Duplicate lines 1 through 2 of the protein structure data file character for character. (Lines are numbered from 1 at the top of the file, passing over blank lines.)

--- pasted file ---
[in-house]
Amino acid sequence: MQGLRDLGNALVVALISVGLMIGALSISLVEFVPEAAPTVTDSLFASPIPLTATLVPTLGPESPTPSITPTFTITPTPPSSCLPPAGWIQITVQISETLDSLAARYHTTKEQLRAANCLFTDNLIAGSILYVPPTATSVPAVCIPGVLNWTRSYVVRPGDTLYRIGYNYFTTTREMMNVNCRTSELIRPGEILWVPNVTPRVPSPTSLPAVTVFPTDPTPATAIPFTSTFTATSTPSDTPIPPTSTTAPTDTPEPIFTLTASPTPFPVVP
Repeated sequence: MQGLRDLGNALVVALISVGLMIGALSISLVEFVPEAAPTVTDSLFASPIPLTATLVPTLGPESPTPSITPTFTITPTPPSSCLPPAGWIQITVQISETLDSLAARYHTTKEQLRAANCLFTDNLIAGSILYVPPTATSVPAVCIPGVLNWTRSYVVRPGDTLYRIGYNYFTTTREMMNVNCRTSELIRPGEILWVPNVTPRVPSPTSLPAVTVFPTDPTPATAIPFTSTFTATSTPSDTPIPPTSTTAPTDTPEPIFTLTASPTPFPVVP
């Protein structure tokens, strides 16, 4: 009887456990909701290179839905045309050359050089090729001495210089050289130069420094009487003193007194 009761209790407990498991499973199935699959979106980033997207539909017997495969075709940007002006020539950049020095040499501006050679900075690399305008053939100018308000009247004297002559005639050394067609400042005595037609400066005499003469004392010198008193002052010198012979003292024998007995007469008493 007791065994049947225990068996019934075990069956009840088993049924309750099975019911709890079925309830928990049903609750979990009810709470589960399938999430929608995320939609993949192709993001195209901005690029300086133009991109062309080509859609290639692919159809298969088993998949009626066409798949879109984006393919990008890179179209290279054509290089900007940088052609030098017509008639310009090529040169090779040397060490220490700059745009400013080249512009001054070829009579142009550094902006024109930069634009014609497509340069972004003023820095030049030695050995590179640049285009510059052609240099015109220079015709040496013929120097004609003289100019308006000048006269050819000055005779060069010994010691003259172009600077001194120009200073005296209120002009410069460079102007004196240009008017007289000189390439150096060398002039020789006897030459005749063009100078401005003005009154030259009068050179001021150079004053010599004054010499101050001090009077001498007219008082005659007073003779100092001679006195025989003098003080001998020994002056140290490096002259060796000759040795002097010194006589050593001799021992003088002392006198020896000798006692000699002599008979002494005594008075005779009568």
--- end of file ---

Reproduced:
[in-house]
Amino acid sequence: MQGLRDLGNALVVALISVGLMIGALSISLVEFVPEAAPTVTDSLFASPIPLTATLVPTLGPESPTPSITPTFTITPTPPSSCLPPAGWIQITVQISETLDSLAARYHTTKEQLRAANCLFTDNLIAGSILYVPPTATSVPAVCIPGVLNWTRSYVVRPGDTLYRIGYNYFTTTREMMNVNCRTSELIRPGEILWVPNVTPRVPSPTSLPAVTVFPTDPTPATAIPFTSTFTATSTPSDTPIPPTSTTAPTDTPEPIFTLTASPTPFPVVP